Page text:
We can’t talk about what we’re doing, so we’re talking about the people doing the work. Today, we meet Mark Young. If it were possible to identify a typical Undead Labs person, it might well be Mark – the thirteenth person to join the company, rendering that forever our lucky number. He’s got rock star talent but a friendly, can-do personality. Check out the story of how he became a programmer. — Sanya
by Mark Young
Many many years ago, my older brother discovered an ad in Nintendo Power magazine for DigiPen, an institute for video game programming, and a dream began to form; a dream of making video games for a living. It was 1999, and I would be graduating high school in a year. More importantly, it was the year I gave my parents an ultimatum – I was going to DigiPen in Seattle or I wasn’t going anywhere! I was so convinced, it really was the only school I applied for. I was confident I would be accepted (and fortunately, I was). However, my passion for games began at a much younger age.
I grew up in the middle of Texas, in a small city called Killeen where the most exciting things to do were going to the movies or hanging out at the local Putt Putt. Texas is home to a number of large amusement parks that my family frequented, though, and on one fateful trip, my dad said that he would buy us a Nintendo if we rode the Ultra Twister – a daunting proposition for an 8 year old. Regardless, challenge accepted because we wanted that console! Getting the NES was the event that opened the Pandora’s Box of my love for video games. We bought practically every Nintendo console that was released after it (yes, even the Virtual Boy). I’m still amazed how many hours my friends and I spent playing Super Smash Brothers on the N64. Really, it’s a lot.
In high school I took my first programming classes. Also around this time, a little game called Starcraft was released and my friends and I would play on the lab computers during class. Eventually, the computers at school were wiped and password protected so we couldn’t even reinstall it. Thankfully, we weren’t just playing games in class, but actually learning too! After studying the boot up sequence, we coded a program that looked exactly like it. We ran the program and asked our teacher to enter the password, which would then be conveniently saved to a file we could access. He only became suspicious when he saw a group of us playing Starcraft again. After asking us how we were able to install a game, he was impressed enough that he gave us permission to play given two conditions: 1) we completed our assignments, and 2) he got to play with us occasionally (thanks, Mr. Mclain!).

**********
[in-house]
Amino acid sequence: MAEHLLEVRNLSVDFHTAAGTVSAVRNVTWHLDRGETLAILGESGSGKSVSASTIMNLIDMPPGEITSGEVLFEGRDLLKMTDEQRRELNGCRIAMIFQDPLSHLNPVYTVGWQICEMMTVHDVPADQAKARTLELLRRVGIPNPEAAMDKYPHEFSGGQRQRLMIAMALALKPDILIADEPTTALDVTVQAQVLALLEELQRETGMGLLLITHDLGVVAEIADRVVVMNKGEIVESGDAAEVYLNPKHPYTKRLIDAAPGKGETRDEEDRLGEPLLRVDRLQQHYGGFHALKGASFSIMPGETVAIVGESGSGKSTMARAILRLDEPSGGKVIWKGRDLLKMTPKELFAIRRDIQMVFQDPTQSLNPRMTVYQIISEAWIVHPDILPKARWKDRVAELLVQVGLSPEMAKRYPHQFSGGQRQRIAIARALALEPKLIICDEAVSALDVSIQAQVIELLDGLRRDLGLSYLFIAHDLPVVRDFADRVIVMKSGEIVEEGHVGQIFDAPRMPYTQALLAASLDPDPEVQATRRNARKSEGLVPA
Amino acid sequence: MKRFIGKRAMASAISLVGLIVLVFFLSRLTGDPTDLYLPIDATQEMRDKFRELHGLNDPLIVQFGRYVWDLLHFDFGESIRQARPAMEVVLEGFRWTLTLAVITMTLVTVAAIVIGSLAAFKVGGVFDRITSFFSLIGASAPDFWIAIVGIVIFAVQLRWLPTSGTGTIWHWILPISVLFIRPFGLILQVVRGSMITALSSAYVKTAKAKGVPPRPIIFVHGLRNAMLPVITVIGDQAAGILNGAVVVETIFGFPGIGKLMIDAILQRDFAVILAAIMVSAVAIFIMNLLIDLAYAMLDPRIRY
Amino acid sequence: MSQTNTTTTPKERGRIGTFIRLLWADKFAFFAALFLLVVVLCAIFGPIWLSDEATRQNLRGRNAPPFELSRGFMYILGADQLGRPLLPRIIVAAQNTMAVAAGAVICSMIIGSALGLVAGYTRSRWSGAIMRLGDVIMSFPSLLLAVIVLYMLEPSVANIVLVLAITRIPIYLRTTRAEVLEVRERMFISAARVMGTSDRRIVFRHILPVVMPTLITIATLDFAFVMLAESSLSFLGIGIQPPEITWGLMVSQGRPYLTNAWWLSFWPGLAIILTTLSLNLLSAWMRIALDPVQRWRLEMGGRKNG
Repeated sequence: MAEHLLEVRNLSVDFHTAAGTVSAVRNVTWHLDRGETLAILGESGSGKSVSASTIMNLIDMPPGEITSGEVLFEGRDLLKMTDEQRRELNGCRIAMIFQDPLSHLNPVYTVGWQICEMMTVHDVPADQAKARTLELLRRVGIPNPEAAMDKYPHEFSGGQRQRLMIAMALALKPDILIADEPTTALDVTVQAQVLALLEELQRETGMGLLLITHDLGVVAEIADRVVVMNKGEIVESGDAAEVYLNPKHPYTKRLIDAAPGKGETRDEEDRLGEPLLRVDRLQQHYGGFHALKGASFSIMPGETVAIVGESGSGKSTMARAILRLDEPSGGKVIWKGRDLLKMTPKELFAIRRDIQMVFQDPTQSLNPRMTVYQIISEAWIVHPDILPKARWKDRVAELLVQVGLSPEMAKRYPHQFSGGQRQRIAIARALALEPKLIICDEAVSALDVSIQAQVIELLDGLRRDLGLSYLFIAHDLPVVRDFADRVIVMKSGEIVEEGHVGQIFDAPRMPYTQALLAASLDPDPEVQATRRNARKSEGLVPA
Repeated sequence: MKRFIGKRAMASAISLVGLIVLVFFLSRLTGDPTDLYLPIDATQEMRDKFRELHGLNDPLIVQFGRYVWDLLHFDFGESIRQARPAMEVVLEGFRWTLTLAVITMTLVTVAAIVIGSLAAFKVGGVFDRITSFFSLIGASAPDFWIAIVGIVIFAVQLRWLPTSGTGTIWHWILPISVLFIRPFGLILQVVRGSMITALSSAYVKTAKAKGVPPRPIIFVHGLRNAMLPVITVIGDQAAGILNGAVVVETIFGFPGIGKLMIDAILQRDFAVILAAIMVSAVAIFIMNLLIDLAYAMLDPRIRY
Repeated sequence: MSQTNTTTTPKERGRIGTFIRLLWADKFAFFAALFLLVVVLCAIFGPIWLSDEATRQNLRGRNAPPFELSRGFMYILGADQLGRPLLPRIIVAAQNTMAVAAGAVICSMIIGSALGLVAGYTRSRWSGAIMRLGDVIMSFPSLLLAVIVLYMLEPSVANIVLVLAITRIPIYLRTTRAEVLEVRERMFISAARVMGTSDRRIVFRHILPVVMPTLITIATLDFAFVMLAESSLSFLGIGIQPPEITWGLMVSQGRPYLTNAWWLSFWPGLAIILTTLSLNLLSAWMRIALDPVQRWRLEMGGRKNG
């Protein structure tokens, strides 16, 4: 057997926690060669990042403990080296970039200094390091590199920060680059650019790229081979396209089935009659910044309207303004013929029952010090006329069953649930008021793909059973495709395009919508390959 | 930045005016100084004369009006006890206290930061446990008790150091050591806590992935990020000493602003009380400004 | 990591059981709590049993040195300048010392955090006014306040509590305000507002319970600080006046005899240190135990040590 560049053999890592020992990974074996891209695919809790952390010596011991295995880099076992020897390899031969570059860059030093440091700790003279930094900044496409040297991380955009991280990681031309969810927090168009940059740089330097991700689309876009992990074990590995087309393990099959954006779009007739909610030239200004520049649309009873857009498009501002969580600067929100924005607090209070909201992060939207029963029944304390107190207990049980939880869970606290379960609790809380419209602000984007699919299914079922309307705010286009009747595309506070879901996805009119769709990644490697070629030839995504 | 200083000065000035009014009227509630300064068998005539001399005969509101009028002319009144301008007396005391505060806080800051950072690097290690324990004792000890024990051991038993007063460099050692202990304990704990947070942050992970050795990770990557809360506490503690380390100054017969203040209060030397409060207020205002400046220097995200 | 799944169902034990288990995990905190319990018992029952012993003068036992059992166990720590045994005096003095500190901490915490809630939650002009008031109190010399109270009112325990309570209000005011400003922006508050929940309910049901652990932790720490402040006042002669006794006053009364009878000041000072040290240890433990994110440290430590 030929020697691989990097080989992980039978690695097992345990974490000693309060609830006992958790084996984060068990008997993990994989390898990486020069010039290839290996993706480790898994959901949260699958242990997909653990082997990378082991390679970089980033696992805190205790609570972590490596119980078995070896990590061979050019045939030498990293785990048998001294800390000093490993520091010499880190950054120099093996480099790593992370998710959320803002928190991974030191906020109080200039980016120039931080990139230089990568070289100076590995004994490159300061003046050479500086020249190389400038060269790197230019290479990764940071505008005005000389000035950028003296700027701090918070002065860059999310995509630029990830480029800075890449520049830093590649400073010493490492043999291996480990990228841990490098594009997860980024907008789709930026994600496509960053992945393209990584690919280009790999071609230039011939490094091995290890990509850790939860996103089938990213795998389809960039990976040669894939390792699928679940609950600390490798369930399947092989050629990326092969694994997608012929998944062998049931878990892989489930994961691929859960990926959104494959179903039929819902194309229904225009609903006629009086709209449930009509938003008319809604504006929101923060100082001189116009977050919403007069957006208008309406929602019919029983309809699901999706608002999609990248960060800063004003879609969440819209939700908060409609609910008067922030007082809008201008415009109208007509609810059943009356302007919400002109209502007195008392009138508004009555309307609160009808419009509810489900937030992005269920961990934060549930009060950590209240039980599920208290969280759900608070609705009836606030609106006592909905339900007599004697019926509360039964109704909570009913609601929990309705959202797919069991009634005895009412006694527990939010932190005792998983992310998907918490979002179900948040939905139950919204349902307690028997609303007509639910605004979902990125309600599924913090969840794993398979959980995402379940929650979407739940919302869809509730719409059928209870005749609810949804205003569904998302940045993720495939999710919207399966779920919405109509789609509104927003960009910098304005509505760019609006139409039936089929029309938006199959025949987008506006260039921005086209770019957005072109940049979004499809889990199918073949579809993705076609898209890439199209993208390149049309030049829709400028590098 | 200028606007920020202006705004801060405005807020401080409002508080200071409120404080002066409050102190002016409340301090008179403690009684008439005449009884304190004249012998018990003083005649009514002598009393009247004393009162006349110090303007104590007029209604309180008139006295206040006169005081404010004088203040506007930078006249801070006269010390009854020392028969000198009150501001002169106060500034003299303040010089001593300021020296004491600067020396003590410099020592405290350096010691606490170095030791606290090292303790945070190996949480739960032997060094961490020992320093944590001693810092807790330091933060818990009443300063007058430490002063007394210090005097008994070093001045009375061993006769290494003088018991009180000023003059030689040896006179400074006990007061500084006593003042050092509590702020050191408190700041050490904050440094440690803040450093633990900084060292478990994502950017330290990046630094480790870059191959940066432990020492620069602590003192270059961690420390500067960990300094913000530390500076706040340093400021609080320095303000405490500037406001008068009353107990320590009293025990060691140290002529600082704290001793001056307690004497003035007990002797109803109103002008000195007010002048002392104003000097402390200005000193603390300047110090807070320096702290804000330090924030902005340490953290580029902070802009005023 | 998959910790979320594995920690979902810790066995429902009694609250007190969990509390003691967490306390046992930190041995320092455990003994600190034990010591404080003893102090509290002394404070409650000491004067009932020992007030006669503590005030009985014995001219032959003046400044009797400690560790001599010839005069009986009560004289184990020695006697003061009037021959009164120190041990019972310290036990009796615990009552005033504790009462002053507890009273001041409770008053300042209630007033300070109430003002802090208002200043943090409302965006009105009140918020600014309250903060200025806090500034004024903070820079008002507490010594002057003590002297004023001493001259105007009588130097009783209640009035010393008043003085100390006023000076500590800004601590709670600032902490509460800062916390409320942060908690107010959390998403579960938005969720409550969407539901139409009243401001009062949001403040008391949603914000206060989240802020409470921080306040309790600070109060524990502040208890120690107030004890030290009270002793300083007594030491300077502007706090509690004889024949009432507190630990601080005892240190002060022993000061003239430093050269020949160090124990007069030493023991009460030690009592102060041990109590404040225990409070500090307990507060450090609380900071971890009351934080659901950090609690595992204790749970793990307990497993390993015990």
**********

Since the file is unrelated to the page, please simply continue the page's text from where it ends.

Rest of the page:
My first large project in high school and taste of being an indie developer was making Lumberjack 2000. Never heard of it? Probably for good reason, but I was proud of this small game I programmed and it was when I truly knew I wanted to make it a career.
In order to continue on the path I chose for myself, I gave my parents that ultimatum in 1999. Understandably, my mom was a bit reluctant to let me move 2500 miles away from home to go to a school for making video games, which she wasn’t even sure was a viable career choice. But I was on a mission.
I arrived at DigiPen in 2000, when it was still a relatively newer school. There weren’t any competitions and I just concentrated on finishing my Bachelor of Science in Real-Time Interactive Simulation in three and a half years. After graduation, my mom gave me her own ultimatum: I needed to find a job or else she was moving me back home. I wasn’t quite ready to return to a life of Putt Putt, so I applied to several companies in the Seattle area, though I really had my eye on one in particular called ArenaNet. The founders were from Blizzard, and they were developing an MMORPG! I had played MMORPGs for years (I spent hundreds of hours on Asheron’s Call) and my favorite games came from Blizzard. I needed to work there.
Let me tell you, there’s nothing quite like showing up for an interview and having the interviewer laugh at you. It was my first experience in the game industry and with my future boss (two times over), Jeff Strain, who- after a good chuckle- let me know to never wear a suit to an interview in this field. Despite my faux pas, Jeff hired me and I started working at ArenaNet (the dream!).
I landed on the content programming team where I spent my first year making skills, missions, and working on A.I. in preparation for the launch of Guild Wars. I was in heaven. And as time went on, I took on more responsibility. My first big project was for the Nightfall expansion where I programmed a large part of the Hero system. Then I became the content programming team lead for the remaining expansions and for the first few years of Guild Wars 2’s development.
After being there for nearly eight years, I had an opportunity to join Jeff once again on a new venture of his to make the zombie survival game we all know as State of Decay. I grabbed my katana, jumped right in, and was tasked with the mission system. It’s been a blur of four great years working at Undead Labs, where I find myself surrounded by some of the best and most passionate in the industry.
High school, DigiPen, ArenaNet, and now Undead Labs have all had their part in my continuing dream of programming video games, and I look forward to many more years with this team and in this industry. And I think my mom finally believes “making video games” is actually a thing.